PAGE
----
When your dog is scheduled for orthopedic surgery, it’s crucial to prepare for their recovery period in advance. Understanding how to properly care for your furry friend post-procedure is vital because the recuperation process following orthopedic surgery can be extensive and challenging for dogs. In this context, Tnah’s veterinarians offer valuable advice on providing optimal care for your dog after orthopedic surgery.
Understanding Orthopedic Surgery for dogs
Before we delve into post-surgery care, let’s briefly understand what orthopedic surgery entails. Orthopedic surgery is a specialized veterinary medicine branch focusing on the musculoskeletal system. It can involve procedures like:
Cruciate Ligament Repair: Repairing a torn ACL (anterior cruciate ligament).
Hip Replacement Surgery: Replacing a damaged hip joint.
Fracture Repair: Fixing broken bones.
Osteochondritis Dissecans (OCD) Surgery: Addressing joint cartilage abnormalities.
Arthroscopy: Minimally invasive procedures for joint issues.
Now, let’s move on to the most critical part: caring for your dog after the surgery.
Tips to Caring for Your Pet after Orthopedic Surgery
Unfortunately, we can’t always protect our dogs from getting hurt, and sometimes, they might need surgery to fix their bones or joints. After the surgery, they need a lot of care and time to get better, and they have to do exercises to help them recover. If your dog has had or needs this kind of surgery, here’s a simple guide to help you care for them afterward.
Following Your Vet’s Instructions
After your dog’s orthopedic surgery, your veterinarian will provide you with clear instructions on how to care for your pet once they come home. Pay close attention to these instructions and take notes if necessary. Don’t hesitate to ask for clarification or call your vet if you forget any details. Like yours, your vet’s goal is your pet’s well-being, and they will be glad to assist you.
Managing the Anesthesia After Effects
After orthopedic surgery, dogs may feel queasy or lose their appetite due to the anesthesia’s aftereffects. To help with digestion, feed your dog a light meal like rice and chicken. Usually, they should recover from the anesthesia’s effects within 24 hours.
Keep Your Dog Comfortable And Restrict Their Movement
Your vet will recommend restricting your dog’s movement for a specified period after the surgery. Even though your dog may not feel very active initially, preventing them from running, jumping, or engaging in strenuous activities during their recovery is crucial. You can achieve this by confining your dog to a playpen (for smaller dogs) or a room (for medium to larger dogs) without objects they can jump on or potentially hurt themselves with. In some cases, strict confinement or “crate rest” may be advised.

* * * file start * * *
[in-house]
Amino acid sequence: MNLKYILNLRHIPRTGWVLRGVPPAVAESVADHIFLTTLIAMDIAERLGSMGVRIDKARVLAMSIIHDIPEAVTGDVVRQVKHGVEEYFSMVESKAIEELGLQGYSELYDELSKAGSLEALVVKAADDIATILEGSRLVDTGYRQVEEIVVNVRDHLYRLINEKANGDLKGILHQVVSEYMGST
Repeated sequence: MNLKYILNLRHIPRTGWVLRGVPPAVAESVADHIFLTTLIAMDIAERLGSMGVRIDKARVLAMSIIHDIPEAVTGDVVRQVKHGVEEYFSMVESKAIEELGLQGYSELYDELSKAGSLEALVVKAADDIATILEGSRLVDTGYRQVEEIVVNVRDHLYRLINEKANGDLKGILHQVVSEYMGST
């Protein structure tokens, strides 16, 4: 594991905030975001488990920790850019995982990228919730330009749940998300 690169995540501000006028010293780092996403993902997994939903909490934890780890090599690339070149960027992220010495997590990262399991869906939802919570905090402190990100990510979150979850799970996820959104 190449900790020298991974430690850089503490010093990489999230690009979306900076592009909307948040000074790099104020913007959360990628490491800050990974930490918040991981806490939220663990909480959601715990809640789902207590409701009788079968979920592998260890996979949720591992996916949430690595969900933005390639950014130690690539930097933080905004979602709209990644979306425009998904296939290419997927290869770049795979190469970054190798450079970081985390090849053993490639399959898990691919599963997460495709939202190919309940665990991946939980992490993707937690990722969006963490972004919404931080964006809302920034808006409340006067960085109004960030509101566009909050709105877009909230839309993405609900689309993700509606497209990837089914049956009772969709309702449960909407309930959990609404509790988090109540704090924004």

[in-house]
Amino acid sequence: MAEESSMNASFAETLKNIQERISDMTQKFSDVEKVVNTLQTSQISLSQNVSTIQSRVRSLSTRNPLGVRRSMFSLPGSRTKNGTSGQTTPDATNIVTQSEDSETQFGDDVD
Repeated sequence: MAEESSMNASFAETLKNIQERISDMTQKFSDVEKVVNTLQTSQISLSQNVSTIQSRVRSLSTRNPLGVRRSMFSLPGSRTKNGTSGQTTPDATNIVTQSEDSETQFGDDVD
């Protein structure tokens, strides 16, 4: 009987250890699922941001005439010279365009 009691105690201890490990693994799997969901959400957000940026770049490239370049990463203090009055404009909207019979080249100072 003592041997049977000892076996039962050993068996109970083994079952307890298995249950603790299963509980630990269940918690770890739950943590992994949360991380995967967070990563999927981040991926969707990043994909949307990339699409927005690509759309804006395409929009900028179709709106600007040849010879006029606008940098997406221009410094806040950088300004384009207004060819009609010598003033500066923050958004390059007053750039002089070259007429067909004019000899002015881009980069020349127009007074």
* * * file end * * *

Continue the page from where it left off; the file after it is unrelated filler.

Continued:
Make the confined area as comfortable as possible with your dog’s favourite toys, blankets, cushions, and ample space for relaxation.
Create A Safe Space
When taking your dog outside for bathroom breaks, use a leash. Inside your home, create a quiet, warm, and secure resting place for them. Provide padded bedding that is easy to clean, and place it where your dog feels comfortable and can easily access you, such as your bedroom or living room. Monitor the room’s temperature to ensure it remains comfortable, as cold temperatures can cause joint stiffness and discomfort.
Cover Slippery Floors
To prevent slips and falls, cover slippery floors with rubber backing rugs, especially during your dog’s recovery. Avoid letting them walk on these surfaces unsupervised.
Monitor Their Stitches
Keep a close eye on your dog’s stitches, ensuring they do not lick or groom the surgical area until the vet removes them, typically within 10 to 12 days. Any signs of inflammation, pain, or infection in the treatment area should be reported to your vet promptly.
Reduce Their Food
While your pet is less active during recovery, managing their food intake is important to maintain a healthy weight. Avoid reducing their food too drastically, as they need energy to fight off potential infections. You can get a nutrition plan from the veterinarian.
How to Manage Your Dog’s Pain After Orthopedic Surgery?
Your orthopedic veterinarian or veterinary nurse will provide you with details about the medications prescribed for your dog to help manage their pain after surgery. They will explain the correct dosage, how to give the medication, and how often it should be administered.
It’s essential to closely follow your vet’s instructions to ensure the medication works effectively and to minimize the risk of any side effects.
Common pain management treatments vets prescribe include antibiotics to reduce the risk of infection and pain-relieving medications. If your dog tends to be anxious or nervous, your vet may also suggest an anti-anxiety medication or a mild sedative to help keep your dog calm during their recovery.
Recovery Time for Dogs After Orthopedic Surgery
The time your dog takes to recover from orthopedic surgery varies depending on several factors. These include the type of surgery, your dog’s age, overall health, and the need for rehabilitation during recovery.
Most soft tissue surgeries like spaying, neutering, or abdominal surgeries will significantly improve within 2 to 3 weeks, with full recovery possible within one and a half months post-surgery.
On the other hand, orthopedic surgeries often require a longer healing period. Your dog may show substantial progress between 2 and 3 months after the procedure, but complete recovery could take six months.
Caring for your dog after orthopedic surgery is a challenging but rewarding journey. By following these guidelines and working closely with your veterinarian, you can ensure your furry friend fully and comfortably recover. Remember, your love, care, and attention are the most significant factors in helping your dog get back on their paws. Here’s to your four-legged companion’s healthy, happy, and pain-free future.